Avant also might be the nicest guy to ever play for Michigan—up there with Brandon Graham. The only person who can't root for Avant is Christopher Hitchens.

    Walker was a combo of Avant and Edwards, blessed with Edwards's leaping and Avant's ability to make the spectacular catch but cursed with Avant's lack of electric speed and Edwards's tendency to drop routine balls. It seemed like the latter flaw was something that popped up after he sustained a brutal hit early in his senior year; after that the footsteps got in his head and he alligator-armed a couple passes per game. That may have been a result of his increased deployment; once Terrell left for the NFL he went from 49 catches in a supporting role to 86 as the man in Navarre's bumpy sophomore year. He did do this:

    And that alone is worthy of mention.


    bennie-joppru Bennie Joppru (2002)

    There is no competition. Joppru came from nowhere to become John Navarre's safety blanket, a big white Minnesota version of Avant before Avant was around. By the time he'd finished his breakout senior season he'd set a Michigan record for tight end receptions that still stands and worked his way into the second round of the NFL draft. The Texans took him, whereupon he tore his ACL in training camp every year.

    Second Team: Bill Seymour (2001)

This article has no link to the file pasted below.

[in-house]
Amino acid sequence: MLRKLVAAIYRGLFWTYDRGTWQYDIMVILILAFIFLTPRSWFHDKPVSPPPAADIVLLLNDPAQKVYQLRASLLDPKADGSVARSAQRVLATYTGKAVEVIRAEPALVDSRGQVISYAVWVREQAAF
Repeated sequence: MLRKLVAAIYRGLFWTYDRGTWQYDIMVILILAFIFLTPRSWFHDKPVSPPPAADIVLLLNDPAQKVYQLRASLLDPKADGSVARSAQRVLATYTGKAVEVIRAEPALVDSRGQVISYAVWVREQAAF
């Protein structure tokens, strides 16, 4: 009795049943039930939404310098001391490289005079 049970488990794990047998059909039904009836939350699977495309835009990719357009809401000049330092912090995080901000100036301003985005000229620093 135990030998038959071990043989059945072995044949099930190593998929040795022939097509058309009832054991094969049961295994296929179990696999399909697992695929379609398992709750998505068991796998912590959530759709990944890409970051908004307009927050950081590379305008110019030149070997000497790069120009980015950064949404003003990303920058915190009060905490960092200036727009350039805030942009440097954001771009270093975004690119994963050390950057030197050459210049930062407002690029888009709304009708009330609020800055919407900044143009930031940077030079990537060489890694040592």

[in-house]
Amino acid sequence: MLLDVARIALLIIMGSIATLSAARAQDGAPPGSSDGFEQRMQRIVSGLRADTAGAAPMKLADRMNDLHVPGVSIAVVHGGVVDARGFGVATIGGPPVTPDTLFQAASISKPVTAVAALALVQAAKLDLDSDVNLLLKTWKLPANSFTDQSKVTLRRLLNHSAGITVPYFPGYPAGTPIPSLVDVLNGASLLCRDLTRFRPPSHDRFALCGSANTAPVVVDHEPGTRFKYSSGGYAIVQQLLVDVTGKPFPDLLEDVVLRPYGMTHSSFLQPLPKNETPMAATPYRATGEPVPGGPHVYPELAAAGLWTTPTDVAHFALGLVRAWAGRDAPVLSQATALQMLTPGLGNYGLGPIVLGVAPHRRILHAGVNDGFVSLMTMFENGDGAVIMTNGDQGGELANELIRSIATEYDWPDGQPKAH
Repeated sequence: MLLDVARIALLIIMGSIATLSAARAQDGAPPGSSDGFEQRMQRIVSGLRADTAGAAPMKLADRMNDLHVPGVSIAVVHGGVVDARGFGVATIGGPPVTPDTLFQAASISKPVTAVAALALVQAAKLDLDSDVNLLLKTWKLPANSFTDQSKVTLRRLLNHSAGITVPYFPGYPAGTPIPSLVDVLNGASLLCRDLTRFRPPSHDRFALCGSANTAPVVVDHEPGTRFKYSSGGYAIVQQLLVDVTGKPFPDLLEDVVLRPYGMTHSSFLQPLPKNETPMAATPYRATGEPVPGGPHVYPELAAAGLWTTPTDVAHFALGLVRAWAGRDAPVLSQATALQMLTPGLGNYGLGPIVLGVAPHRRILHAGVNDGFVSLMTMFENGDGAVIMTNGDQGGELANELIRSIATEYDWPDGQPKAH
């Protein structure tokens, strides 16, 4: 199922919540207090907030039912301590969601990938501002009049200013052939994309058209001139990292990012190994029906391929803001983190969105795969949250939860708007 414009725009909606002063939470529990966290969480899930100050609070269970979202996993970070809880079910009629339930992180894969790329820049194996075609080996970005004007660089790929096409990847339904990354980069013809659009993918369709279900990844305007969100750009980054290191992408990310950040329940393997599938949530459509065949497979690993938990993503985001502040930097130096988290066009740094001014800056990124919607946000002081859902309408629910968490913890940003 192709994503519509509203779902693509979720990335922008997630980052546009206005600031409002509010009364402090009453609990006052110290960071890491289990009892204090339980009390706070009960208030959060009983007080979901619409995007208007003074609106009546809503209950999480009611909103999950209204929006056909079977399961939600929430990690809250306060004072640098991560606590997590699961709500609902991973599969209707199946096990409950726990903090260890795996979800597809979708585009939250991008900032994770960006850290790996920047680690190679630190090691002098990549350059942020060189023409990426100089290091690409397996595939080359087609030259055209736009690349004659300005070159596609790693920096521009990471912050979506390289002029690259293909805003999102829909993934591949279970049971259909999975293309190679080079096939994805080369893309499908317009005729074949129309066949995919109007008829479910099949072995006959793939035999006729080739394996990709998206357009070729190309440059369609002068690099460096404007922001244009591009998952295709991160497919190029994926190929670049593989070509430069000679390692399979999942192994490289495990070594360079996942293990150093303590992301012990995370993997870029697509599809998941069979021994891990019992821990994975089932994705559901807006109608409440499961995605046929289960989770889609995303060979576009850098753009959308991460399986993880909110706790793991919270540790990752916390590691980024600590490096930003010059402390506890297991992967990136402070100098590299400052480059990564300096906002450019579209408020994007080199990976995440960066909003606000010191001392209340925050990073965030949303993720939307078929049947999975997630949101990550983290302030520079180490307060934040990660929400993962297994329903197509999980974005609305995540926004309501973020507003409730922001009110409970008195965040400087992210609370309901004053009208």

It wasn't a good decade for tight ends. Seymour was a steady two-year starter that didn't get injured all the time, have meat for brains, or fail to pitch it to Steve Breaston. He wins basically by default.


    Jake Long (2007), Steve Hutchinson (2000), David Baas (2004), Jon Goodwin (2001), Jeff Backus (2000)

    The first three are cake easy. Jake Long was dominant and became the first pick in the NFL draft. Hutchinson went in the first round to the Vikings and is in the midst of a Hall-of-Fame NFL career. Baas won the Rimington award. All were All-Americans their senior year. Lock, lock, lock.

    The right side of the line is trickier. We're not distinguishing between right and left tackles because players tend to move to the left as they get better, we're just trying to assemble the best possible team. So we'll flip Jeff Backus from left to right tackle and put him opposite long. Backus was first round pick of the Lions and has started 144 NFL games, all with the league's most sad-sack franchise. At Michigan he was All Big Ten two years running and won the Hugh Rader award as Michigan's best lineman those same two years, sharing it with Hutchinson and Mo Williams on 2000's ridiculously stacked line.

    The other guard spot is something of a downer compared to the All-Americans surrounding him, but Jon Goodwin was All Big Ten in 2001 and, unlike a couple of other ABT recipients later in the decade, seemed to deserve it. He's still in the NFL with the Saints.

    Second Team: Adam Stenavich (2005), Adam Kraus (2006), David Brandt (2000), Steve Schilling(2009), Mo Williams (2000)

    Williams is the most obvious, another member of the insanely stacked 2000 line who is still in the NFL. Sharing a best lineman award with Hutchinson and Backus is no shame, either. Stenavich is next, a two-time All Big Ten selection. This blog caught the end of his career and found it to be pretty good. He edges out Mark Ortmann, another good-not-great left tackle. The interior is something of a mess. Brandt, the final member of the insanely stacked 2000 line, gets a tentative nod over Dave Pearson and David Molk's freshman(!) year; Kraus and Schilling are the best of an uninspiring bunch, with Kraus's 2006 better than his '07.